Save time, money, and energy by choosing an LED light over … another LED

In the horticulture market, the narrative that growers can save money by switching from HPS to LED is well known. Higher production can be achieved while reducing the amount of energy consumed to produce the light the crop needs. The same narrative holds true for choosing a more efficient LED fixture over a less efficient LED fixture.

This leads to a simple question: How can you know which LED is more efficient than another?

This question has a relatively simple answer. A light's efficiency measurement is its light output (umol/s) divided by its energy input (Watts). This yields an efficacy number measured in umol/J.



Comparing LEDs – "LED A" to "LED B" 
1. Start with the light intensity at canopy height across the square footage of the canopy (PPFD). This is measured in umol/s/m2. 

Light Plan for LED A = 450 umol/s/m2
Light Plan for LED B = 450 umol/s/m2

Ensuring that the light plans yield the same light level at the canopy takes a lot of other variables out, such as the number of light fixtures, different light outputs, form factors, etc. Now, the efficiency of the lights can be directly compared, 1:1. For high light crops, yield is primarily driven by light intensity, so production increases from LED A and B in this scenario can be expected to be similar.

2. Compare the energy used to achieve that light level in Watts.
This step can get cloudy because different lighting suppliers and manufacturers often provide different stories around their products. The number of fixtures, voltage, amperage and other numbers cannot be used here to compare energy consumption. They are relevant to installation costs but do not indicate your energy consumption and resulting operational costs. Energy bills are paid by energy used over time (kWh).

The takeaway is simple. It will take 33% [3.2 umol/J/2.4umol/J] more energy to achieve the same canopy light level for LED B than LED A. If the yield benefits are equivalent due to similar light intensities, the winner is clear. LED A will deliver the same yield for 33% less energy costs.

Taking another perspective, for every 600W used, LED B will generate 1440 umol/s. For every 600W used, LED A will generate 1,920 umol/s from the same energy consumption. That is 33% more light per Watt used. That is a bigger energy savings figure than some LEDs can deliver over HPS lights. LED A will not only deliver more light for equivalent energy expense, but it will generally also provide a better value as you are getting more light intensity per dollar spent.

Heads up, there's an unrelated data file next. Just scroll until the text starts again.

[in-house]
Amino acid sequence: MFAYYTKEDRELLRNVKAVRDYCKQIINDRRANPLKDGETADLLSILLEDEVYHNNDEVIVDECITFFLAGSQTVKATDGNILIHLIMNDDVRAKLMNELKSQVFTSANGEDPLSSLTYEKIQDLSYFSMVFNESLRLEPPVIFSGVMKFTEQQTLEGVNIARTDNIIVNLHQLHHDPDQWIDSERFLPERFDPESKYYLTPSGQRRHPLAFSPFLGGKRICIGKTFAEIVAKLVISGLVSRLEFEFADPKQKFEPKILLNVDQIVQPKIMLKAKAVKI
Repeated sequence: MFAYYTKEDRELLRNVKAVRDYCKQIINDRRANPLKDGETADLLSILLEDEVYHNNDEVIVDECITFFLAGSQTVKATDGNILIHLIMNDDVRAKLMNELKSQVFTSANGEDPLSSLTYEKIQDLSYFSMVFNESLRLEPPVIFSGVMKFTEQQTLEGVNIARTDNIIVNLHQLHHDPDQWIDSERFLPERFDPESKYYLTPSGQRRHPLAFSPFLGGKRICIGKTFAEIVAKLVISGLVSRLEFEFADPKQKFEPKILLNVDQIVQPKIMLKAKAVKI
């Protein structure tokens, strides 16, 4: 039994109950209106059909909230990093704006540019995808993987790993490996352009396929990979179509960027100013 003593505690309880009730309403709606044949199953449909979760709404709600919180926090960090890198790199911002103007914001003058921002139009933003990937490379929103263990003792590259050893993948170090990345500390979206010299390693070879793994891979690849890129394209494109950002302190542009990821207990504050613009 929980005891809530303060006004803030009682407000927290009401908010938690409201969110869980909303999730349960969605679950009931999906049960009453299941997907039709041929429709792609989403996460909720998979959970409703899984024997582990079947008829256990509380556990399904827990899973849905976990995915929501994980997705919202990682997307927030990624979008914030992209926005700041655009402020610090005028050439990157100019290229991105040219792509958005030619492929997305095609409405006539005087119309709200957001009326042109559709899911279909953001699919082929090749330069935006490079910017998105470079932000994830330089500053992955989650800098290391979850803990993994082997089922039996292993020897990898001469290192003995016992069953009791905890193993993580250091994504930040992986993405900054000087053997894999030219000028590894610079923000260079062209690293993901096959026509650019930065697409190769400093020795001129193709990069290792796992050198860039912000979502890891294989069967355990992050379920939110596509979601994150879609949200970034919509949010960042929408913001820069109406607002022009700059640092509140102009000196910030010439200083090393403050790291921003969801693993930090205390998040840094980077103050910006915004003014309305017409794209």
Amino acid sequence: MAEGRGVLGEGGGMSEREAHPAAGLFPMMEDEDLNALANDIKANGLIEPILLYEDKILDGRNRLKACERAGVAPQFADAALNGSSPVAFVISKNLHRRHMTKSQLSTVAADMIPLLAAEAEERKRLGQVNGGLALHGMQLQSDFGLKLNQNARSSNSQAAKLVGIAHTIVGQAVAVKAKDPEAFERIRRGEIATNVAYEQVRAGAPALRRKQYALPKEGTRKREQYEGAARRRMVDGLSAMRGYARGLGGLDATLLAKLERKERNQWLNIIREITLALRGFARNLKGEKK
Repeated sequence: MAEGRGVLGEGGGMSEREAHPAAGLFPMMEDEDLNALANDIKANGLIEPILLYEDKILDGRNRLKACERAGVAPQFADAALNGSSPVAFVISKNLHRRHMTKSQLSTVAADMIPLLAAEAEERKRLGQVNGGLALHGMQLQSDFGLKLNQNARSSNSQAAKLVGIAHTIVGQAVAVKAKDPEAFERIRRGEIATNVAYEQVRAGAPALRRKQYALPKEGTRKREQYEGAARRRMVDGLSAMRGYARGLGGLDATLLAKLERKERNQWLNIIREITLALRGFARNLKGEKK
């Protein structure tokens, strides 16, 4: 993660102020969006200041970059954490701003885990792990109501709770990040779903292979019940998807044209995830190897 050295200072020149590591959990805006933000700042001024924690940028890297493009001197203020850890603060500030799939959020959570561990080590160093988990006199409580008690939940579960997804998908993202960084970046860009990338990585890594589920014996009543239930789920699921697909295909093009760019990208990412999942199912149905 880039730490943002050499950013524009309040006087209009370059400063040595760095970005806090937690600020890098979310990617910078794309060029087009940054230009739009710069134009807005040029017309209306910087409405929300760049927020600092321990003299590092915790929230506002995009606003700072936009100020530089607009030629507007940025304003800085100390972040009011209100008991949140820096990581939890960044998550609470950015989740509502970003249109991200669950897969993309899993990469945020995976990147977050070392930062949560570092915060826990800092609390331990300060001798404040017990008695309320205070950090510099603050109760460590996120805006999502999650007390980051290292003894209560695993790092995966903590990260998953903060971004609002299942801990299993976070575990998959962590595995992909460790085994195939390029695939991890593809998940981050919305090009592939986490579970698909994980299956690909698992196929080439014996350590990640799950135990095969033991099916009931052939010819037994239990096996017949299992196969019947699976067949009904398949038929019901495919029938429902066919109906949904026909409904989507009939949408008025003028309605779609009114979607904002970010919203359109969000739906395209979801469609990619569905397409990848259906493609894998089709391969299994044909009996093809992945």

In this exercise, LED A is a Philips Toplight Linear compared against a spec pulled from a competitive LED product. Removing the names behind the lights can be an effective practice for evaluating the merits of different LED solutions to block out a lot of the noise in the LED market.

"At Total Energy Group, we are committed to providing the most sustainable and efficient solutions to our customers. For this reason, we have been an exclusive partner with the Philips Horti LED team since 2015. They have been the world leader in efficient LED solutions for horticulture for over 15 years."

Prioritizing efficiency will be a key marker of sustainable production companies as it impacts a grower's capital expenses required for LED lighting, operating costs, and ultimately their bottom line. After all, this has always been the aim of horticulture. How can you produce the highest amount of quality product for the lowest cost?

For more information:
Total Energy Group
Certified Philips Horti LED Partner
James Whalen
james@totalenergygroup.com
www.totalenergygroup.com 





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